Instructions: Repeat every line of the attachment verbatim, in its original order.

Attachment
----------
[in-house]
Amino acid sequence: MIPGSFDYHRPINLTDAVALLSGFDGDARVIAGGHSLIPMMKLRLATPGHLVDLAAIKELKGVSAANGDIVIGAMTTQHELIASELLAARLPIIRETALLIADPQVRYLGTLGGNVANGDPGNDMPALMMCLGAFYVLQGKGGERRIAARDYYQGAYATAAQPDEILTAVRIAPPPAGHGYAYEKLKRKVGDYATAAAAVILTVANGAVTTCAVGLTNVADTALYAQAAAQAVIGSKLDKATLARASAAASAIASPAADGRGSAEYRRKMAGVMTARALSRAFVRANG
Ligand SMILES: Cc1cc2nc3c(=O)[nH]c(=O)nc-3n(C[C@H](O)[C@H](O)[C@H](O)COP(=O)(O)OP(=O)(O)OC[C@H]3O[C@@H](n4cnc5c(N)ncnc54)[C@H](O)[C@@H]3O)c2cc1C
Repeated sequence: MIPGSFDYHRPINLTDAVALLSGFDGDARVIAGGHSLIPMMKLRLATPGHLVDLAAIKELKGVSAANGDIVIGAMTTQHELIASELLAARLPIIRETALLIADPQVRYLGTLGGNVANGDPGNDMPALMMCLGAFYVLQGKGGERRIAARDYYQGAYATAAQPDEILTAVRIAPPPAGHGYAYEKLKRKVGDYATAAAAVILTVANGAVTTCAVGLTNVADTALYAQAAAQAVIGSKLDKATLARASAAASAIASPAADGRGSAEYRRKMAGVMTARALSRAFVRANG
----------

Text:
[in-house]
Amino acid sequence: MIPGSFDYHRPINLTDAVALLSGFDGDARVIAGGHSLIPMMKLRLATPGHLVDLAAIKELKGVSAANGDIVIGAMTTQHELIASELLAARLPIIRETALLIADPQVRYLGTLGGNVANGDPGNDMPALMMCLGAFYVLQGKGGERRIAARDYYQGAYATAAQPDEILTAVRIAPPPAGHGYAYEKLKRKVGDYATAAAAVILTVANGAVTTCAVGLTNVADTALYAQAAAQAVIGSKLDKATLARASAAASAIASPAADGRGSAEYRRKMAGVMTARALSRAFVRANG
Ligand SMILES: Cc1cc2nc3c(=O)[nH]c(=O)nc-3n(C[C@H](O)[C@H](O)[C@H](O)COP(=O)(O)OP(=O)(O)OC[C@H]3O[C@@H](n4cnc5c(N)ncnc54)[C@H](O)[C@@H]3O)c2cc1C
Repeated sequence: MIPGSFDYHRPINLTDAVALLSGFDGDARVIAGGHSLIPMMKLRLATPGHLVDLAAIKELKGVSAANGDIVIGAMTTQHELIASELLAARLPIIRETALLIADPQVRYLGTLGGNVANGDPGNDMPALMMCLGAFYVLQGKGGERRIAARDYYQGAYATAAQPDEILTAVRIAPPPAGHGYAYEKLKRKVGDYATAAAAVILTVANGAVTTCAVGLTNVADTALYAQAAAQAVIGSKLDKATLARASAAASAIASPAADGRGSAEYRRKMAGVMTARALSRAFVRANG